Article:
DTS and C#

By Thiru Thangarathinam

Back when Microsoft SQL Server 6.5 was still a hot product, the bulk copy program was the only way to backup or export databases from SQL Server to other data sources, such as other database servers or text files. However, in subsequent versions, such as SQL Server 7.0 and SQL Server 2000, Microsoft has added an enormous amount of features, many of which are aimed at improving SQL Server developer and DBA productivity. One such feature is DTS (Data Transformation Services). By creating DTS packages, we can combine several tasks into one process and use any programming language that supports automation (such as Visual Basic .NET, Visual C#, Managed C++) to execute these packages and monitor their progress for errors, etc.

For the purposes of this article, we will create a DTS package that retrieves data from a text file and loads that data into a SQL Server table. After loading the SQL Server table, it also sends an e-mail to the client application that originally supplied the text file data. After creating the package, we will highlight the steps involved in executing this package from a .NET application.

Application Architecture

As mentioned before, we will consider a data movement scenario where a client application sends all necessary data in a text file, which is then read and loaded into a SQL Server table by a DTS package. The client application initiates this data movement process by placing a text file in a pre-defined directory in the Windows File System. This file is then picked up by the Windows Service that monitors that particular directory for creating new files. When a new file is created in that directory, it is automatically picked up by the Windows Service. Once the Windows Service picks up the created file, it then invokes a DTS package, passing in the name of the file and other related information as arguments. The DTS package basically reads the data in the file and adds it to a specific table in the database. After that, it sends an e-mail to the client application informing it of the details of the package execution. This functionality is illustrated in the following screenshot.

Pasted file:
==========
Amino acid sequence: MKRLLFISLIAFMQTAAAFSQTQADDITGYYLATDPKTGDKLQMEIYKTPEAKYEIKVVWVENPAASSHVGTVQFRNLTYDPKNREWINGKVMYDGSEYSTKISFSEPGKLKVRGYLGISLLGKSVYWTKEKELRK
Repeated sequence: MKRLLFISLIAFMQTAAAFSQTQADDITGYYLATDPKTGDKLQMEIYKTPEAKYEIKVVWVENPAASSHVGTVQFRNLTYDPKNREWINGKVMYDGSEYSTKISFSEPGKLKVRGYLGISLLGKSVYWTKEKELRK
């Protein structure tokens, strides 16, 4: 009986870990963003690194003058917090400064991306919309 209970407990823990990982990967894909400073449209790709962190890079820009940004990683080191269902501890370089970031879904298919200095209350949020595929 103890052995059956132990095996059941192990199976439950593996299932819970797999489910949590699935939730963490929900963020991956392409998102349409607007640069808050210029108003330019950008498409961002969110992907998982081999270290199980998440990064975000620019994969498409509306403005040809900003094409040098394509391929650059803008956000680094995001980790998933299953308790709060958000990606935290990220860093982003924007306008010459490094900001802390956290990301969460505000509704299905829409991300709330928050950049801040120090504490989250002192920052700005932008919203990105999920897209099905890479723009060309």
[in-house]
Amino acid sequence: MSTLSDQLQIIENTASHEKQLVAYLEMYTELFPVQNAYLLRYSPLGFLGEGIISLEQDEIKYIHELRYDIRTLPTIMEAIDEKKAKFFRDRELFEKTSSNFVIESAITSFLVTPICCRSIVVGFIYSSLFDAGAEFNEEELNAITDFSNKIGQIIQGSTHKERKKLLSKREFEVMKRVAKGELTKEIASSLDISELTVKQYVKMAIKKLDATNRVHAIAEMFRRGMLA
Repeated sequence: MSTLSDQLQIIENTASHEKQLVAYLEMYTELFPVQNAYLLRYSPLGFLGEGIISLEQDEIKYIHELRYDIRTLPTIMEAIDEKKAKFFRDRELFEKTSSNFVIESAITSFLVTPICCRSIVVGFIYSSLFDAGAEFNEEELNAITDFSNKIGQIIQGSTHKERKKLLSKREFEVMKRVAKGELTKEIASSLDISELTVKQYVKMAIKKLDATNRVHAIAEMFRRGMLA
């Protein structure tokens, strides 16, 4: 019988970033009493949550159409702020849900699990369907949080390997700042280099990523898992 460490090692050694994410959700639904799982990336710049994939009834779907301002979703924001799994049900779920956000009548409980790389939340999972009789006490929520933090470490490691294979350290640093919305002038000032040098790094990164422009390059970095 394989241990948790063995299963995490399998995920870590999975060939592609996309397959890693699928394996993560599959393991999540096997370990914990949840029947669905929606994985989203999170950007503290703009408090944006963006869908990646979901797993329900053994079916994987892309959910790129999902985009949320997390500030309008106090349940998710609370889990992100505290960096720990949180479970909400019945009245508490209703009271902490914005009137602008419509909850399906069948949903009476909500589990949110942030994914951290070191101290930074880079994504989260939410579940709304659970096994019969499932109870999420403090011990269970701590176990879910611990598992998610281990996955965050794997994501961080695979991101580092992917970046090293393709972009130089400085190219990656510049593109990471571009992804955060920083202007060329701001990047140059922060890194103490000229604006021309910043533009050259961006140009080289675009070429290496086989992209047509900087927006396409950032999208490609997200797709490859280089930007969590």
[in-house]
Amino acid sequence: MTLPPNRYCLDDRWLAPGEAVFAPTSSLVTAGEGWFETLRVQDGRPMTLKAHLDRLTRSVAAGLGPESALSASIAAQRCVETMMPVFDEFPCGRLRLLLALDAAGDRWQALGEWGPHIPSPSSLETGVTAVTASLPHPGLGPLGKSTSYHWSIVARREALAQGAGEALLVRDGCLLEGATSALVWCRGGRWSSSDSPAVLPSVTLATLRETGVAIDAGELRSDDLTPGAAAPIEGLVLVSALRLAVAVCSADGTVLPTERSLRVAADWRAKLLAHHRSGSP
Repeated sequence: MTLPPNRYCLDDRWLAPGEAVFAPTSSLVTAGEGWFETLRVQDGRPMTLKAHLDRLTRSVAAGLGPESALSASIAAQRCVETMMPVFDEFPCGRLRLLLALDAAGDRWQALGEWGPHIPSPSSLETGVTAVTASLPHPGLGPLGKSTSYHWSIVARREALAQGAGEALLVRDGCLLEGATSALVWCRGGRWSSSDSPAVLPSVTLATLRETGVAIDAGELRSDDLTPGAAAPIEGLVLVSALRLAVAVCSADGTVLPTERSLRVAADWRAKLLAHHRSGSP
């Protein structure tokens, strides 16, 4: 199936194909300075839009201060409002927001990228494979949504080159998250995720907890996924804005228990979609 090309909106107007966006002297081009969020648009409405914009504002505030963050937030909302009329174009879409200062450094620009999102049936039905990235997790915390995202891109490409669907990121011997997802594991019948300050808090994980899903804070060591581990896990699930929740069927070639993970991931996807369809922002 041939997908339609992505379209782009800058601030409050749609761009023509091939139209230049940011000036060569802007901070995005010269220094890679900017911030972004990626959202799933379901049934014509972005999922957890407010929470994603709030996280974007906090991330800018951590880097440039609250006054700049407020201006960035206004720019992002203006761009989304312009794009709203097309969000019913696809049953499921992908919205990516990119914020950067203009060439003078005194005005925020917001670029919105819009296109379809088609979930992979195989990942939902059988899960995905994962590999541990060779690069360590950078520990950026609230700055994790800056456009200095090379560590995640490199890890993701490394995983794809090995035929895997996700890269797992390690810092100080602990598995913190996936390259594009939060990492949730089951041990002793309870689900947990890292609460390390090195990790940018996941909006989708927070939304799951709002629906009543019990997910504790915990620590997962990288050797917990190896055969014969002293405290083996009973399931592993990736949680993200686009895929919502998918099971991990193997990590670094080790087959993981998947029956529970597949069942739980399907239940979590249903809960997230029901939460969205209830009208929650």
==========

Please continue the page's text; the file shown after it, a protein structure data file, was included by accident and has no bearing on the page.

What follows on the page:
The architecture of this application can be split into the following parts.

  • Client Application:
    The client application creates the text file and places it in the Windows File System. Since the main focus of this article is on DTS Packages and how to invoke them from Visual C#, we will not focus on the client application.
  • Windows File System:
    This is basically a directory in the Windows File System. The client application creates new files and places them in this directory.
  • Windows Service:
    This Windows Service application monitors the directory for creation of new files. It does this by using a FileSystemWatcher component. Once the FileSystemWatcher component is set up to monitor the directory, any time a new file is created, an event is raised and this raised event is captured by the Windows Service application. After receiving the event, the Windows Service application invokes a DTS package named TransformPackage and passes in the name of the newly created file by setting its global variables. Before invoking the DTS package, it also sets up necessary event handlers to enable the executing DTS Package to raise events at different stages of its execution.
  • DTS Package: